File, Associated Press
Robert Murray, founder and chairman of Cleveland-based Murray Energy Corp., points to rubble blocking a tunnel in the Crandall Canyon Mine where six coal miners were trapped Wednesday, Aug. 8, 2007, northwest of Huntington, Utah.

SALT LAKE CITY — In pleading guilty Wednesday, owners of the Crandall Canyon Mine admitted to safety violations that preceded two collapses that killed nine men in 2007.

The pleas may have answered a long-running question about whether Genwal Resources — the operators of the mine — were violating federal regulations when it came to the safety of the mine, but the convictions don't hold them responsible for the fatal collapse.

Wednesday's hearing also failed to bring the apology the families of those men say they really wanted. They found little satisfaction in the guilty pleas or the $500,000 in fines that were ordered by U.S. District Judge David Sam.

"We wanted these people to be held in accountability," said Kristin Kimber Cox, whose ex-husband died while attempting to rescue six trapped miners. "That would have helped a little bit. We haven't heard any type of apologies. We haven't received any type of acknowledgement. Our hope is the laws will change."

Still, family members say they don't fault the U.S. Attorney's Office for not pursuing heftier criminal charges.

"They did the best they could and that's all they could do," said Wendy Black. "The laws made it so they couldn't do anything."

Black's husband, Dale, was also killed in a second collapse at the mine while trying to rescue trapped miners. Her frustration at the current laws were echoed by the judge.

"My initial take on this is outrage at the miniscule amount provided by the criminal statute," Sam said, before adding: "I know that no amount is adequate to replace the loss of a loved one."

Attorney Neil Kaplan, acting for Genwal Resources, entered the guilty pleas to two misdemeanor criminal charges for willfully violating federal mine health and safety laws.  Sam fined the company $250,000 for each count.

The charges aren't directly related to the fatal mine collapses but instead stem from earlier activities at the mine, federal prosecutors said.

Genwal acknowledged it failed to timely report a "significant coal outburst" to the Mining Safety and Health Administration on March 10, 2007, an event that caused the permanent withdrawal of miners from the area.

It also admitted to mining an area on Aug. 3, 2007, that the MSHA-approved roof control plan expressly prohibited. The area was far removed from the location of the catastrophic collapse three days later.

As part of the plea agreement, the U.S. Attorney's Office agreed not to bring other charges against Genwal or any of its related companies or officers in connection with the companies' activities in the Crandall Canyon Mine in 2006 and 2007.

Prosecutor Stewart Walz said that while he knows the case generated public interest due to "the tragic loss of the life and the magnitude of the tragedy," his office brought the charges they knew could be proven at trial beyond a reasonable doubt.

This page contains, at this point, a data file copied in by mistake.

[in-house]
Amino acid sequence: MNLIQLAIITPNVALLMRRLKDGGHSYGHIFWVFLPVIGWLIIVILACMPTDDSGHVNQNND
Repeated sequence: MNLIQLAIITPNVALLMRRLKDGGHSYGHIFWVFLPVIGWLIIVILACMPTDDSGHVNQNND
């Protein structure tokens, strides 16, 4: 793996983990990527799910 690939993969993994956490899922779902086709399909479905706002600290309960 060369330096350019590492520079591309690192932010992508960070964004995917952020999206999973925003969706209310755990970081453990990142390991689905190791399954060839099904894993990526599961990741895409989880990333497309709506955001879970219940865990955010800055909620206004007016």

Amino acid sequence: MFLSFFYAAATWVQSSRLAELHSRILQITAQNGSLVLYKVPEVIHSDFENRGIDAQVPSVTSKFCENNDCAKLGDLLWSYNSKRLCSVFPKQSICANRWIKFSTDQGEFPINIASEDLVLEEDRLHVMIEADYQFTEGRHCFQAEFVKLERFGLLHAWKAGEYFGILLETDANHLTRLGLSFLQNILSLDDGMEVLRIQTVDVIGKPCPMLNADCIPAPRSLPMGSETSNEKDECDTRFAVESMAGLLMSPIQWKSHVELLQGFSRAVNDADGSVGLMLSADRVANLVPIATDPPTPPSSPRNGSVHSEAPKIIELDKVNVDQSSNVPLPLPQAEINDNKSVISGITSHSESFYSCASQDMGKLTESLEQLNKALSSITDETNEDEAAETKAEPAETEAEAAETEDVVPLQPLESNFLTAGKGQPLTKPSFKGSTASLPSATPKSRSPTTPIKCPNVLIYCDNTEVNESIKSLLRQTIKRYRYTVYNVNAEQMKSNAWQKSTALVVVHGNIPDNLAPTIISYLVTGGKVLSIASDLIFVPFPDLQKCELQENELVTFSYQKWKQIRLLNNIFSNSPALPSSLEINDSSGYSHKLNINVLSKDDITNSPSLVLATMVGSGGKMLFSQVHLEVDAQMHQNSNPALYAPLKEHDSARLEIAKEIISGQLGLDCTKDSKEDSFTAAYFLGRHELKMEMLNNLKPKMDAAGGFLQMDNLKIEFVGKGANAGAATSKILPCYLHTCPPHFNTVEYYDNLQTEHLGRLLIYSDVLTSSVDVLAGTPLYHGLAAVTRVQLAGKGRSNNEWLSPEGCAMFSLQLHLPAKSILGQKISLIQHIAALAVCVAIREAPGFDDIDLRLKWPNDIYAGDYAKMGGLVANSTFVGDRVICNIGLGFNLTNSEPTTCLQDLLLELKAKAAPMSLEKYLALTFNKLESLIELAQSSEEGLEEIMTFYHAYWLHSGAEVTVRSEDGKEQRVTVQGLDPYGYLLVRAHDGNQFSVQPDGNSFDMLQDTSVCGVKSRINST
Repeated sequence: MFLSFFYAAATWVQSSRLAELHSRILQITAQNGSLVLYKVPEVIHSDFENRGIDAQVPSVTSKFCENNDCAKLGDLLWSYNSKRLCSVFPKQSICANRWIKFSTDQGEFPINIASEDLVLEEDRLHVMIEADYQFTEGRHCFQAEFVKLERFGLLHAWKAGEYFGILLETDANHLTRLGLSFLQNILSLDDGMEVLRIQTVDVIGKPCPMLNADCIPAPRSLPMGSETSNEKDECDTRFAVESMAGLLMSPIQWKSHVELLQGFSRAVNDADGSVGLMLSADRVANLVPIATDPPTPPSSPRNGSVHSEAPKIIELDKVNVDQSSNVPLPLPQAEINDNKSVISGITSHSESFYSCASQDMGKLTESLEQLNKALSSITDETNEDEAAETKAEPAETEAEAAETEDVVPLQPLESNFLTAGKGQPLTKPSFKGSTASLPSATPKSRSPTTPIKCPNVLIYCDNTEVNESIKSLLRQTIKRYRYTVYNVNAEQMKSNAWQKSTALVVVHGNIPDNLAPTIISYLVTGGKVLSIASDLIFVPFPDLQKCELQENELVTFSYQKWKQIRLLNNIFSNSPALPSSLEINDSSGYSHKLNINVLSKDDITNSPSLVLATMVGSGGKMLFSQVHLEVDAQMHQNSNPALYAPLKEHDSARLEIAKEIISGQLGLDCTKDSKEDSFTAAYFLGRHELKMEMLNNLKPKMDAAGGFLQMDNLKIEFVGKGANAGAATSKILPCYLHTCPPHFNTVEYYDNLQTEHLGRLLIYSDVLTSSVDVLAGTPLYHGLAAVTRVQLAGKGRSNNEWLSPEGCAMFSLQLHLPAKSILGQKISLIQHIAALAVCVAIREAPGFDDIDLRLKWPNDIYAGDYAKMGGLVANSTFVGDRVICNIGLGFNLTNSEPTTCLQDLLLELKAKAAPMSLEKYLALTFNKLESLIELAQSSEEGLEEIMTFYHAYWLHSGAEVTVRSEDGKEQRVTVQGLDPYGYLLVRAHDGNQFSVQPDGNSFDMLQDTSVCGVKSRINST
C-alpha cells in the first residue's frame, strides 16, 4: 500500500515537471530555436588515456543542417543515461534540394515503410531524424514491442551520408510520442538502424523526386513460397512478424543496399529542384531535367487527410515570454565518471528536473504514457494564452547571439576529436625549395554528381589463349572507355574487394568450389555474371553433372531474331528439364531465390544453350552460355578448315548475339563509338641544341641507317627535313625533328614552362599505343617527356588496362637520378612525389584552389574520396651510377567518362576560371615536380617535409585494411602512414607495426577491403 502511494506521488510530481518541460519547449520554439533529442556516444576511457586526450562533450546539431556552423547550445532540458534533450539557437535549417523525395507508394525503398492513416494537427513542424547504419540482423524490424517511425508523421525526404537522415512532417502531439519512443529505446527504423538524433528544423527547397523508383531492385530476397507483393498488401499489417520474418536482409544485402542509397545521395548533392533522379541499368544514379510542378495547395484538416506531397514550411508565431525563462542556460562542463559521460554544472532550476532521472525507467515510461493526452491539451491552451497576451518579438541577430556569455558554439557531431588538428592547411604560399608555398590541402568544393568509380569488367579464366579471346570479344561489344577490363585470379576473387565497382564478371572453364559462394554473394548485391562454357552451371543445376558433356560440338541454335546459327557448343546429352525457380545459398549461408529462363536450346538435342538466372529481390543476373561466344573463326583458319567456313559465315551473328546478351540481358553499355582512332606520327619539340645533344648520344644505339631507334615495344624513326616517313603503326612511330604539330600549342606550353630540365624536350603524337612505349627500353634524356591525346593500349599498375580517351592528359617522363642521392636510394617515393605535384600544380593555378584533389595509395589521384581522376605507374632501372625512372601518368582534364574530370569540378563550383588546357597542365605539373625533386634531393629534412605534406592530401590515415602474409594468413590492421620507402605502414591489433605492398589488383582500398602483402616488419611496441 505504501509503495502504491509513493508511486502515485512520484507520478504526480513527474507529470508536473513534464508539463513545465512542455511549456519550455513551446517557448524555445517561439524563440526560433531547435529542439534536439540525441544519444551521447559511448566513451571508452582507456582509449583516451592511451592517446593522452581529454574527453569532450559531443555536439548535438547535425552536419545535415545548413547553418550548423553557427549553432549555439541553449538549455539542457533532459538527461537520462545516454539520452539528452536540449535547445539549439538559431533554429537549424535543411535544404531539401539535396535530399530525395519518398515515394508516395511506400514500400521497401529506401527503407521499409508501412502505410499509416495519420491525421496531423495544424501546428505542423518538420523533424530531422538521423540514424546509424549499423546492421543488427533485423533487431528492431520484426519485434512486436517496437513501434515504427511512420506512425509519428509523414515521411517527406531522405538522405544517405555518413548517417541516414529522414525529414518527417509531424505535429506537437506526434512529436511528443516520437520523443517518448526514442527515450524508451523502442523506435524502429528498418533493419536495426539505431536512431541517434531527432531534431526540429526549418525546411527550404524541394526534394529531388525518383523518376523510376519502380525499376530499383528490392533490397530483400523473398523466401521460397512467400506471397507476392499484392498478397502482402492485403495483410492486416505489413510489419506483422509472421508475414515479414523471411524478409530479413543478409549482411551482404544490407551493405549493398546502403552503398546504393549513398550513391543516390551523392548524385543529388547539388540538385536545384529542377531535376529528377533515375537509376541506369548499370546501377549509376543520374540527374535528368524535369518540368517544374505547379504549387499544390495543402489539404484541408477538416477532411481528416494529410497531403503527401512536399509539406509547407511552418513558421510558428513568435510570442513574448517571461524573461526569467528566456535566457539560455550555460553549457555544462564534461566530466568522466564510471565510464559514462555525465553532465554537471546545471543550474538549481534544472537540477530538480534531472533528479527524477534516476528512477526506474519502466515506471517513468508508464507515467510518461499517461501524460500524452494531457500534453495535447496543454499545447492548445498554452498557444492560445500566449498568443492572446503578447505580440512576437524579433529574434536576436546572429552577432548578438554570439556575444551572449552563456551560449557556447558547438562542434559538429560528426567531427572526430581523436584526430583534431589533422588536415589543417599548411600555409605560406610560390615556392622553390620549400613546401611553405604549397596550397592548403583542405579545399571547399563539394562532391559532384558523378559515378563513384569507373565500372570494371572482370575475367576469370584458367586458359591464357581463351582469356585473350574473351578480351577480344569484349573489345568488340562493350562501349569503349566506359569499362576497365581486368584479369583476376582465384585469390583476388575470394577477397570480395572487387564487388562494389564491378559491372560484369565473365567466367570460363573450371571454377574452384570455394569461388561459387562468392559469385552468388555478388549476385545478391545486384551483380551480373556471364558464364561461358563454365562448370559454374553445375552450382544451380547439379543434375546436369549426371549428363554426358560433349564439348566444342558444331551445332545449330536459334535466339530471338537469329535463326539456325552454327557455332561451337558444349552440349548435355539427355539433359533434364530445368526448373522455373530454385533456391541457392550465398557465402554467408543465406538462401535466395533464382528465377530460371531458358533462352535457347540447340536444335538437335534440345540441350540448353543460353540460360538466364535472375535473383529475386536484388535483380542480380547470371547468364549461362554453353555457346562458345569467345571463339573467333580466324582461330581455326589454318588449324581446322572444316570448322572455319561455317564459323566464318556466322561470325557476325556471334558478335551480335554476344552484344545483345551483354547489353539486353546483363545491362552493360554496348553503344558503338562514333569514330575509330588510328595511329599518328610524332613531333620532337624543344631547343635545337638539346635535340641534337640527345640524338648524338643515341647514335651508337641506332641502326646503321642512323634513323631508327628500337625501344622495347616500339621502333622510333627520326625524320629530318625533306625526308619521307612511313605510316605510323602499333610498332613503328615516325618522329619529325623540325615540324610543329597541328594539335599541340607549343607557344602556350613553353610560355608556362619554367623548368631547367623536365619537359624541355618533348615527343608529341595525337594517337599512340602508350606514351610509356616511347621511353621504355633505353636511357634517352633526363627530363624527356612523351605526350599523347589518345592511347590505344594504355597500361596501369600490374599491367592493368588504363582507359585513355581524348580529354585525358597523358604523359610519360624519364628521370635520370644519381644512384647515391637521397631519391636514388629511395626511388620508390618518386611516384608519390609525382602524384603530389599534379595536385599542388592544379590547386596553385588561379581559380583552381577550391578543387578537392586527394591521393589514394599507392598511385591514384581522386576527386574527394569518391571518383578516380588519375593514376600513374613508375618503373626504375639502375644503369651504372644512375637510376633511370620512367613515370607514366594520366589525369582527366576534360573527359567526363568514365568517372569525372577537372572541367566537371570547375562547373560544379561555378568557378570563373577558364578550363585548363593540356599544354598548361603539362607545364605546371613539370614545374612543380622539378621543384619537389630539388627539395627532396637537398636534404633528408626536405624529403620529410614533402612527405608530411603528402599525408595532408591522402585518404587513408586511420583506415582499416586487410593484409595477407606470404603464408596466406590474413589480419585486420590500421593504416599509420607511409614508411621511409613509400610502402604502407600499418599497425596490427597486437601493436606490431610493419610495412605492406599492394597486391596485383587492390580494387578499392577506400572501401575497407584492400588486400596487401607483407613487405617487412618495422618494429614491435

"As the court is aware, not every wrong in society is to be addressed by the criminal process," he said, pointing to other avenues including civil lawsuits, that have been pursued by family members of those killed.

"The role of our office is to enforce the existing laws and that's what we've done," U.S. Attorney David Barlow said after the hearing. "We know that nothing that happened today will bring the loved ones back to the families."

The Crandall Canyon Mine near Huntington collapsed Aug. 6, 2007, entombing six miners: Kerry Allred, Don Erickson, Luis Hernandez, Carlos Payan, Brandon Phillips and Arturo "Manuel" Sanchez.

The collapse of the mine's walls 1,800 feet underground happened with such force it registered as a 4.2-magnitude seismic event.

Fears of the mine's stability stymied early rescue attempts and were later born out in the second collapse that killed three would-be rescuers 10 days later. In addition to the fatalities of Dale Black, Gary Jensen and Brandon Kimber, six other rescuers suffered serious injuries.

Wednesday's court action came 3 ½ years after federal mine safety officials and Congress asked the U.S. Attorney's Office to launch a criminal investigation into the mine's operation.

Edward Havas, who was in court representing "a number of families of victims of this senseless and avoidable tragedy," said they were feeling mixed emotions about the plea agreement. They were happy to have this stage of proceedings behind them, but also "disappointed that the efforts of years has yielded nothing but a couple of misdemeanor offenses."

He called the $500,000 fine "little more than a slap on the wrist." After the hearing, though, Havas said the U.S. Attorney's Office looked at everything and filed what they could considering they would have to show criminal intent on Genwal's part with any charges they filed.

Civil lawsuits brought by relatives of the victims against four companies linked to the mine operation, affiliates, insurance companies and mining consultants were settled in 2009. Although specific terms of the settlements were undisclosed, attorneys for the families said the amount was in excess of $20 million — the amount paid in settling claims related to the 1984 Wilberg mine explosion.

Attorneys for the families said the U.S. Mine Safety and Health Administration is looking at at least five violations against Genwal Resources, which could lead to fines of $1.5 million on each violation.

"We hope they hit them with every nickel of that," attorney Colin King said. "I'm just pissed off that the system doesn't allow harsher penalties for willful violations of laws meant to protect miners' lives."

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